Friday, July 31, 2009

Swiss? Get Your Groceries Today!

Tomorrow, Switzerland will celebrate its 718th birthday. The Swiss among you might remember that in 1993 we voted that this day should be a work free holiday. In Swiss logic this means the shops are closed too.

Tomorrow this will completely backfire. Our national holiday will be on a Saturday. We would not have to work anyway. And yes, we have to do the shopping for the entire* weekend today - on a bloody workday. The shops might even close earlier than usual on a Friday since it's the eve of a holiday.



* shops are closed on Sundays.

7 comments:

Gauss Jordan said...

As an American, I'm amazed by the such things. My country is a little more than 1/4 the age of yours. My city was built up maybe a century ago. My town expanded into this area a decade ago.

I think if I lived in Europe, I'd have a greater appreciation for history.

Mr. Urs said...

@Gauss Jordan...
It was not really Switzerland back then:
On August 1, 1291 the Rütlischwur, a legendary oath of the Old Swiss Confederacy, was made on a quaint meadow (apocryphal date & place).
De facto independence from the Holy Roman Empire came not until 1499, however this was not recognized until 1648. And the federal state was only founded in 1848.
The state I was born was a colony of Switzerland until 1803 (Napoléon Bonaparte liberate us), though my village belonged to the Catholic church, but death warrants could only be signed by the Swiss reeve (I know, it's complecated).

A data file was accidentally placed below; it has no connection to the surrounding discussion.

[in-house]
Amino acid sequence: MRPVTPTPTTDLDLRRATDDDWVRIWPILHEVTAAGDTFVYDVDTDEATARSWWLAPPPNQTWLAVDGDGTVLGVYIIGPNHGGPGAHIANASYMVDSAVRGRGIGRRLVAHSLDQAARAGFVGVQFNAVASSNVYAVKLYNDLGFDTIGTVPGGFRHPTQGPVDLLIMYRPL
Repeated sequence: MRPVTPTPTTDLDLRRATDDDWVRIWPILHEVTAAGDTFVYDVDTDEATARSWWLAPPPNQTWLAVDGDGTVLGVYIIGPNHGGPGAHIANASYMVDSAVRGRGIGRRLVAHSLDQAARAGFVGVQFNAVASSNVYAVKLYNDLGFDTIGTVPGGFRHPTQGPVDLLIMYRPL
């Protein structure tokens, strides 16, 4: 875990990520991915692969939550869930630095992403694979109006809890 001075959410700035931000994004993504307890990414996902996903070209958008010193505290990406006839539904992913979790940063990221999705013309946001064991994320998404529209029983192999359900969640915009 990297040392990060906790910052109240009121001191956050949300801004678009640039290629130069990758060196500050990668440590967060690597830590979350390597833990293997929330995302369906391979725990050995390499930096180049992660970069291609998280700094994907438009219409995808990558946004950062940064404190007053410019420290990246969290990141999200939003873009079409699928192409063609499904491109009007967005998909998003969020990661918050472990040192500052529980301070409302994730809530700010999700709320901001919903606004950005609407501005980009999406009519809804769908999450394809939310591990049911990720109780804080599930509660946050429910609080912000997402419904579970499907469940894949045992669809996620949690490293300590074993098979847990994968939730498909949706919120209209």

Ms Mac said...

Gahh! I'd forgotten that the shops might shut earlier today. I really need to get moving and buy some stuff for the grill before it's too late and we starve all weekend!

MartininBroda said...

Dann hat dein Dorf also in einem Untertanenland gelegen, die Schweizer Geschichte erscheint manchmal wirklich etwas unübersichtlich, hoffentlich denke ich daran, dir morgen einen frohen Rütli-Tag zu wünschen.

Mr. Urs said...

@Martin... Ja, man nannte das auch Gemeine Herrschaft. "So haben wir die Landschaft Thurgau frey und ledig gesprochen", hiess es im Freilassungsbrief der Tagsatzung vom 3. März 1798. Kein Wort vom französischen Druck.

Pilgrim said...

At least those of you swiss who live near a border can go shop in this neighboring country.Propz Pilgrim

Expat Traveler said...

so tell us if it was that mad of a rush!